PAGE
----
ALERT

For the latest coronavirus care instructions and resources, please call our COVID-19 hotline at 208-381-9500. Find additional information and resources here and learn more about how we’re working to keep you healthy and safe.

toggle mobile menu Menu
toggle search menu

Site Navigation

Supplemental

Menu

Topic Contents:
Gretchen

Gretchen Hurlbutt broke her foot just eight days before she was set to compete in the 2012 Olympic trials in the marathon. 

“It was a doozy, an awful injury,” she says. “My foot had been hurting for a long time, but I was so focused on my goal, I trained through it.” 

She immediately saw Dr. Kurt Nilsson, St. Luke’s sports medicine physician. “Even though it was a Friday night, he was so thorough. I think I was there for an hour and a half. He went over all my options. He told me, ‘If it really hurts, I need you to stop, but I understand what the trials mean to you.’”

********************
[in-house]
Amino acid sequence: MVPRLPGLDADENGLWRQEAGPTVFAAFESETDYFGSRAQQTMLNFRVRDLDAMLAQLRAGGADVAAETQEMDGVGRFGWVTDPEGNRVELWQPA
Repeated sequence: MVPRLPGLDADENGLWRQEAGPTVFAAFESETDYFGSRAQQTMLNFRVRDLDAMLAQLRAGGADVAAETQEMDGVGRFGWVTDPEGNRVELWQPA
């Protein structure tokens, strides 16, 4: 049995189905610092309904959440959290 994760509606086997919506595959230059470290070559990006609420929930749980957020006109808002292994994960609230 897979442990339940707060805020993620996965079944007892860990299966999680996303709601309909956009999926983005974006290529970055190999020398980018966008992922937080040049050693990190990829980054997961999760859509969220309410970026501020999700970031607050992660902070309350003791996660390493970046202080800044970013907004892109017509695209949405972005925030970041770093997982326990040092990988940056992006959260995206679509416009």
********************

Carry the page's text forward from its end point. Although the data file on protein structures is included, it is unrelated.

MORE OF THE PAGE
So Gretchen went to the Olympic trials and ran for three miles before dropping out of the race due to the pain, remembering his words. 

She stopped running and gave her foot the time it needed to heal. “It was such a long recovery,” she says. “I saw Dr. Nilsson for six to nine months of care.”

While she was recovering she chose to get pregnant, and gave birth to her daughter in 2013. Altogether she didn’t run for about a year and a half.

“I started running again, slowly, and it hurt,” she says. “But Dr. Nilsson encouraged me and told me it was going to hurt at first because I hadn’t run in a long time. Ultimately, I did heal and started running again. He really made me feel supported as an athlete.” 

By 2014, Gretchen says, “I was making real goals again, I was really back. And by summer 2017, I was as good as I’d been in a long time. That competitive fire is still in there.”

  1. Kyle